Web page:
Court fees must be paid when the action is brought and upon submission of a counter-action, a proposal for amicable annulment, an action containing a proposal to issue an order for payment, a motion for retrial, a motion to secure evidence prior to civil proceedings, a settlement proposal, an application announcing an appeal, an appeal, a proposal to allow a revision, and a revision. Court fees must be paid no later than by a deadline determined by the court in the order for payment of the court fees. The court may draw the party’s attention on the order to the consequences of non-payment of the court fees. Court fees must also be paid for any court judgement issued by courts of all instances.

If a court fee for an application is not paid by the deadline determined and there are no conditions that would allow exemption from or the postponement of such payment, or payment by instalments, the application shall be deemed to have been withdrawn. The costs of court proceedings are covered by the unsuccessful party in the case. Intermediaries who are lawyers are allotted the necessary expenses and remuneration in judicial proceedings under the Lawyers’ Tariff Act (Zakon o odvetniški tarifi).  The costs of lawyers’ services are the sum of the items of remuneration to which they are entitled for the services provided and their expenses. The costs of a lawyer’s services fall due for payment when he/she has performed all the obligations set out in the mandate agreement between him/her and the party or the person commissioning the services. Where a lawyer provides services in judicial proceedings, the costs of those services fall due for payment when a decision on the costs of the proceedings is issued. A lawyer may request the payment of a suitable advance from a party prior to the end of proceedings for the remuneration already due and for expenses that have and that will arise. The party must be issued with a receipt stating that the advance has been received. A lawyer may request the payment of remuneration and expenses only in an itemised invoice issued to the party.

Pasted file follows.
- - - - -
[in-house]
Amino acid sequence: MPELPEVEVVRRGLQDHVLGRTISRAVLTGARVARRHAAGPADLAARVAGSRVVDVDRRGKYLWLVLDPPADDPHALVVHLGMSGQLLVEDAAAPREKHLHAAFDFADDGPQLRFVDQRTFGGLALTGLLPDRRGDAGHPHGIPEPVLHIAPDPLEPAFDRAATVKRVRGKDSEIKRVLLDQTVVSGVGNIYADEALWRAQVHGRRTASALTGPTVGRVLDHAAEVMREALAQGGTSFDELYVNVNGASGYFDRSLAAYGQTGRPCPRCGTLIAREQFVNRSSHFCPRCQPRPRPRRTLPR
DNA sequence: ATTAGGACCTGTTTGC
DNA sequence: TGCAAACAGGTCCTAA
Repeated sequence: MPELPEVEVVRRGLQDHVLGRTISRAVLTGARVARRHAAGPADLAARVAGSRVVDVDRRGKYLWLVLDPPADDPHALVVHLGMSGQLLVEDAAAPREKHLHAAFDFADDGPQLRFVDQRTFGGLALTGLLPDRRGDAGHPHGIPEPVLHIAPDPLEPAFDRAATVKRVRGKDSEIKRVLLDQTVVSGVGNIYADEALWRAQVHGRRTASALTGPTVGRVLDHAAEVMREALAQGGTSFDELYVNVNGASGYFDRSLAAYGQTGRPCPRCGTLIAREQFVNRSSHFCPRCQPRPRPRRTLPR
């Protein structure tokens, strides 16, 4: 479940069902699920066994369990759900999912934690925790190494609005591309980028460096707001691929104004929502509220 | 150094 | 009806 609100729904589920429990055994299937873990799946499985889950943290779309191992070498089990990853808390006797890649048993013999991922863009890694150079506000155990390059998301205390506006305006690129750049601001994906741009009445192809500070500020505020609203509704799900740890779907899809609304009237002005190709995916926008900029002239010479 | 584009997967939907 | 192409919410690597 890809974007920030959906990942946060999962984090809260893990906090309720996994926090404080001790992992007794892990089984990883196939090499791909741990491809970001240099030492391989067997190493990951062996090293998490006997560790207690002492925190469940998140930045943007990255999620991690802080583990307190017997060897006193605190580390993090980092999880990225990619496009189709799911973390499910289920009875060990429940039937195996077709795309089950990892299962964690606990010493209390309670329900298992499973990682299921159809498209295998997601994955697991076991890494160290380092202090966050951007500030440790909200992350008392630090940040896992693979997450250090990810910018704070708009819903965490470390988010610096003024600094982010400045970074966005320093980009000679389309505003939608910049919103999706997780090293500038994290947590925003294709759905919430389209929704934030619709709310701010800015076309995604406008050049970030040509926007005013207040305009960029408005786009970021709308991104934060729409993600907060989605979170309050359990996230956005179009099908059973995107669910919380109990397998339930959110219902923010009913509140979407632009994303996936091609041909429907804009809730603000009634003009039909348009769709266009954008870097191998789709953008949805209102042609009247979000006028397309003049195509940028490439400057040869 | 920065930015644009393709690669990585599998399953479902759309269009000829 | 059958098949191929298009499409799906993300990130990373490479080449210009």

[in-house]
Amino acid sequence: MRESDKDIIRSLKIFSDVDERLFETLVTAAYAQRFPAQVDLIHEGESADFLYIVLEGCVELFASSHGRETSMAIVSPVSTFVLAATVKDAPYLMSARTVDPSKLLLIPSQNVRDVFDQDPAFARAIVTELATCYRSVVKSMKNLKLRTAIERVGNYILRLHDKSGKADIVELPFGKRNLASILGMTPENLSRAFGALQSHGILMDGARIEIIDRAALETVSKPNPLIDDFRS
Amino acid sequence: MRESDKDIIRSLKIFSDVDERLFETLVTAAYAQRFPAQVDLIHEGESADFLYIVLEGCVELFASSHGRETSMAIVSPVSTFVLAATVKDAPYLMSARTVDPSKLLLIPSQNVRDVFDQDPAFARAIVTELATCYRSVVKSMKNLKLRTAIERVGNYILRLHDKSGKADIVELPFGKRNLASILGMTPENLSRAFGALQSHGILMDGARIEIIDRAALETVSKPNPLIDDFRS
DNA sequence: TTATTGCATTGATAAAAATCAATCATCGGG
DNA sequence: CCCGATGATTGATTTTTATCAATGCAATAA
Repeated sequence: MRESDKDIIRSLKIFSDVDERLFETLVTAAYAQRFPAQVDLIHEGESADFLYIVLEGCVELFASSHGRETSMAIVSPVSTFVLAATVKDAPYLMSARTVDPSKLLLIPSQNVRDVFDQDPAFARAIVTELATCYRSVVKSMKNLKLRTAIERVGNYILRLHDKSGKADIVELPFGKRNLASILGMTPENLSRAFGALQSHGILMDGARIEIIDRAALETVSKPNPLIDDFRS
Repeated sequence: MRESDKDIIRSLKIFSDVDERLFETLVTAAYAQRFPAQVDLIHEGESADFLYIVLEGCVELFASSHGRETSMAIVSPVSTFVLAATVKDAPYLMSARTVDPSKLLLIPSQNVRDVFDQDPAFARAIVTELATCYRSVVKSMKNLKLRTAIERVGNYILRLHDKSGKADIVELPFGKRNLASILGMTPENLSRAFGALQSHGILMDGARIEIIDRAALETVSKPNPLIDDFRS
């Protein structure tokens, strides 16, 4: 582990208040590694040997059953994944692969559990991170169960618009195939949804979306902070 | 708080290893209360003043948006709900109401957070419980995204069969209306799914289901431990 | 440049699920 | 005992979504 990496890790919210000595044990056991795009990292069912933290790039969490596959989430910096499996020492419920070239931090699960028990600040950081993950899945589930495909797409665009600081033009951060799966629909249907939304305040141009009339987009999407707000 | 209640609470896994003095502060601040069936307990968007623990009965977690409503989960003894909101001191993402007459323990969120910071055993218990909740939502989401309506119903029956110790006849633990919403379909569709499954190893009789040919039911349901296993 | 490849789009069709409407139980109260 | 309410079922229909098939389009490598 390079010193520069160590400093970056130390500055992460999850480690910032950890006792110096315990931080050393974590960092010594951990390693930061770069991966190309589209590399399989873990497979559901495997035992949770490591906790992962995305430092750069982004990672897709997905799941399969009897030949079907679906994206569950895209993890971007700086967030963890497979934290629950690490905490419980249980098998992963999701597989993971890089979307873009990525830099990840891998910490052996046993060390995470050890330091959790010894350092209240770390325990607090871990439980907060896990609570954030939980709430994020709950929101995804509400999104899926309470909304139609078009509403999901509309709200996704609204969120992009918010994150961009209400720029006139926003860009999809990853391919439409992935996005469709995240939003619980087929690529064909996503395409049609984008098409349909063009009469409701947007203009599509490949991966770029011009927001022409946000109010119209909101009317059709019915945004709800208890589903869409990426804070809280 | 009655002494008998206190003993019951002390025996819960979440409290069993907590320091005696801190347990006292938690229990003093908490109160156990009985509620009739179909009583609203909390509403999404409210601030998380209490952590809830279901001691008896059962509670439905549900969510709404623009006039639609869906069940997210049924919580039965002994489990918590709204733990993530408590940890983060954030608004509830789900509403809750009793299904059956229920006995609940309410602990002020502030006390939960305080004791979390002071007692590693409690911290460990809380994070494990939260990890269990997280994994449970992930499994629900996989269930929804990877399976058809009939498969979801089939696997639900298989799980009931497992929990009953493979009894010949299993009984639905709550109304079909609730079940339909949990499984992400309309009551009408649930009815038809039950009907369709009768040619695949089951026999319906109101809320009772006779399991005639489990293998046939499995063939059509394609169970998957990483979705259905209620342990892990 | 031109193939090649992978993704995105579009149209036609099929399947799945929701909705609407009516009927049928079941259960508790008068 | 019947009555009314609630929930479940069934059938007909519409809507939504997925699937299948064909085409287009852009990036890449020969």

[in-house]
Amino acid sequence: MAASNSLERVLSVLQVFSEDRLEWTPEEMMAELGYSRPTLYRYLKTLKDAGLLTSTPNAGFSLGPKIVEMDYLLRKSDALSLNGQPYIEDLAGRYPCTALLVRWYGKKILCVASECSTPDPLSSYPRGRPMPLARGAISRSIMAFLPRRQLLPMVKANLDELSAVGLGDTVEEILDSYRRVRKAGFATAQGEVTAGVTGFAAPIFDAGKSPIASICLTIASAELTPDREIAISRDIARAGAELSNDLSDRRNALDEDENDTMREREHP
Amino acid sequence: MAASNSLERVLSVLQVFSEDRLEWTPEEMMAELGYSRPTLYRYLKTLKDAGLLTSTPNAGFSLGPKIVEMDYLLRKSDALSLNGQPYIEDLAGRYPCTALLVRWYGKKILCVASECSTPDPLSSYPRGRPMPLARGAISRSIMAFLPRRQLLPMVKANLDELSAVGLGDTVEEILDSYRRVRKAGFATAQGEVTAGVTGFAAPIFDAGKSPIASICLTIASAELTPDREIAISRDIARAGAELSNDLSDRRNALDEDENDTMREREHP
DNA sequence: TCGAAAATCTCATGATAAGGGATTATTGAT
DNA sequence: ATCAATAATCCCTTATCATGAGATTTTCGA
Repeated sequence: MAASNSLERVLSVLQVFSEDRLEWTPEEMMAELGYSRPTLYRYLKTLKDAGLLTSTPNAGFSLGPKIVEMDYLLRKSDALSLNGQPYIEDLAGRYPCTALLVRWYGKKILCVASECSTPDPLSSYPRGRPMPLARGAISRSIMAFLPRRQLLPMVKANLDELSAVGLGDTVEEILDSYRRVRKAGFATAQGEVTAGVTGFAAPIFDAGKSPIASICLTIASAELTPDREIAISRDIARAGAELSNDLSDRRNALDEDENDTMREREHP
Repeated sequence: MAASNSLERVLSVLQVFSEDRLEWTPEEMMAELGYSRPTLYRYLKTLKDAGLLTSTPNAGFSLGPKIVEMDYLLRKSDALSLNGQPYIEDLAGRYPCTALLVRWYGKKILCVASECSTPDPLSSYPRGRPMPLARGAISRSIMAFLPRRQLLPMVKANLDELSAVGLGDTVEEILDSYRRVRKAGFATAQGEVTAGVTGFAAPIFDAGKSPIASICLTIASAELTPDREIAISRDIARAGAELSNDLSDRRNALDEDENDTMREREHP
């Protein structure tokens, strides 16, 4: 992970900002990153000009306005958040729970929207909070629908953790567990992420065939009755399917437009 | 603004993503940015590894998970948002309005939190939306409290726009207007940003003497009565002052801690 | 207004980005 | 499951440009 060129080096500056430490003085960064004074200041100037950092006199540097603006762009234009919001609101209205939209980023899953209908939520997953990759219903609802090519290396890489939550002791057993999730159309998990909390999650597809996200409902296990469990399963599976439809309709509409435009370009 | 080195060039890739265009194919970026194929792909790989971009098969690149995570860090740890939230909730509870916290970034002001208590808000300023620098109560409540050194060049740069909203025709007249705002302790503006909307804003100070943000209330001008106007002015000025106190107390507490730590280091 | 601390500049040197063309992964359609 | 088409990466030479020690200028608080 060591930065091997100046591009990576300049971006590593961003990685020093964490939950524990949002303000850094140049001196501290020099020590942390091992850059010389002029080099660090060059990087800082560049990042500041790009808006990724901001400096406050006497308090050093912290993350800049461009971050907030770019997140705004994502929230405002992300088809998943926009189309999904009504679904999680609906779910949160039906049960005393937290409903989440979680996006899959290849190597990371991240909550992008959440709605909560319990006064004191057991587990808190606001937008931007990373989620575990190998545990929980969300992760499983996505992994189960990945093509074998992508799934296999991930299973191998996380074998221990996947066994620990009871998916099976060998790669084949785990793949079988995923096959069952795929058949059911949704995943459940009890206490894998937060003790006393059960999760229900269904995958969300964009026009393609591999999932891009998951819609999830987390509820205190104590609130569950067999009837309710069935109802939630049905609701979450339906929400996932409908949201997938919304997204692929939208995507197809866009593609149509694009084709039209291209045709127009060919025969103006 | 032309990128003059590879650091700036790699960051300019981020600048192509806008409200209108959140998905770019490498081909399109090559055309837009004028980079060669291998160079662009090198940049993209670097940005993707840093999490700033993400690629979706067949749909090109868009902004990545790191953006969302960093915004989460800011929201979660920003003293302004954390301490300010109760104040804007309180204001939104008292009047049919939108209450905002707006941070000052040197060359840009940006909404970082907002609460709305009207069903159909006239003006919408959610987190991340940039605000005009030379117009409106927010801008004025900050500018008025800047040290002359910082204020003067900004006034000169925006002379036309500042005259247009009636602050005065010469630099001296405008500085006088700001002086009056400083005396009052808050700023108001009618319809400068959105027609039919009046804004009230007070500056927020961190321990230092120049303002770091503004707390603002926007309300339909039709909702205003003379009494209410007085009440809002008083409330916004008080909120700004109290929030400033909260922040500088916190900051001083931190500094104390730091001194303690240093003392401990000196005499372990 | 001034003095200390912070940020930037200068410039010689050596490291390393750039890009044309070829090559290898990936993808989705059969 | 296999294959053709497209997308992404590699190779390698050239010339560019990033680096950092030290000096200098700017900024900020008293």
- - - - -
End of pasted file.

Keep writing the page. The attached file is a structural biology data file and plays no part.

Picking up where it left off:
11 Can I claim legal aid?

Parties may request legal aid, which shall be granted to them if they meet the conditions laid down in the Free Legal Aid Act (Zakon o brezplačni pravni pomoči, ZBPP).  More on this topic can be found under ‘Legal aid’.